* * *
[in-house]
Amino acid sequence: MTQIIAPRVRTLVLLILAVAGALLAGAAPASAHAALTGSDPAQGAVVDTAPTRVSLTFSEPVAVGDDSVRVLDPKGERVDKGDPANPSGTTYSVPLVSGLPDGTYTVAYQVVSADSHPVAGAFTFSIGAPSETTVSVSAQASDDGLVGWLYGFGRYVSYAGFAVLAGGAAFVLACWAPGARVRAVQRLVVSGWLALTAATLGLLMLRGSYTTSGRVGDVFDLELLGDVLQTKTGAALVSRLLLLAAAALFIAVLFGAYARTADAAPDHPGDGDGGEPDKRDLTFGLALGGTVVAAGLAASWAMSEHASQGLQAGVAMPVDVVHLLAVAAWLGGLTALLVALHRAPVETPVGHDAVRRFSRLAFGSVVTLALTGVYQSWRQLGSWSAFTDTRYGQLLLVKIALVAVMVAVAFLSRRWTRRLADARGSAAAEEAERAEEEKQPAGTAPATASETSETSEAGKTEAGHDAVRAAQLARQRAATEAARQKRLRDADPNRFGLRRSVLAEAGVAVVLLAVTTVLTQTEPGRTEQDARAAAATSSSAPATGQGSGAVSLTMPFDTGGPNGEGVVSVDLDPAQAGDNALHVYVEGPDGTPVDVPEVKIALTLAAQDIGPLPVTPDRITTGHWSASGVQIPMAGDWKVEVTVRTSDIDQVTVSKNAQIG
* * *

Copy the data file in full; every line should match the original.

[in-house]
Amino acid sequence: MTQIIAPRVRTLVLLILAVAGALLAGAAPASAHAALTGSDPAQGAVVDTAPTRVSLTFSEPVAVGDDSVRVLDPKGERVDKGDPANPSGTTYSVPLVSGLPDGTYTVAYQVVSADSHPVAGAFTFSIGAPSETTVSVSAQASDDGLVGWLYGFGRYVSYAGFAVLAGGAAFVLACWAPGARVRAVQRLVVSGWLALTAATLGLLMLRGSYTTSGRVGDVFDLELLGDVLQTKTGAALVSRLLLLAAAALFIAVLFGAYARTADAAPDHPGDGDGGEPDKRDLTFGLALGGTVVAAGLAASWAMSEHASQGLQAGVAMPVDVVHLLAVAAWLGGLTALLVALHRAPVETPVGHDAVRRFSRLAFGSVVTLALTGVYQSWRQLGSWSAFTDTRYGQLLLVKIALVAVMVAVAFLSRRWTRRLADARGSAAAEEAERAEEEKQPAGTAPATASETSETSEAGKTEAGHDAVRAAQLARQRAATEAARQKRLRDADPNRFGLRRSVLAEAGVAVVLLAVTTVLTQTEPGRTEQDARAAAATSSSAPATGQGSGAVSLTMPFDTGGPNGEGVVSVDLDPAQAGDNALHVYVEGPDGTPVDVPEVKIALTLAAQDIGPLPVTPDRITTGHWSASGVQIPMAGDWKVEVTVRTSDIDQVTVSKNAQIG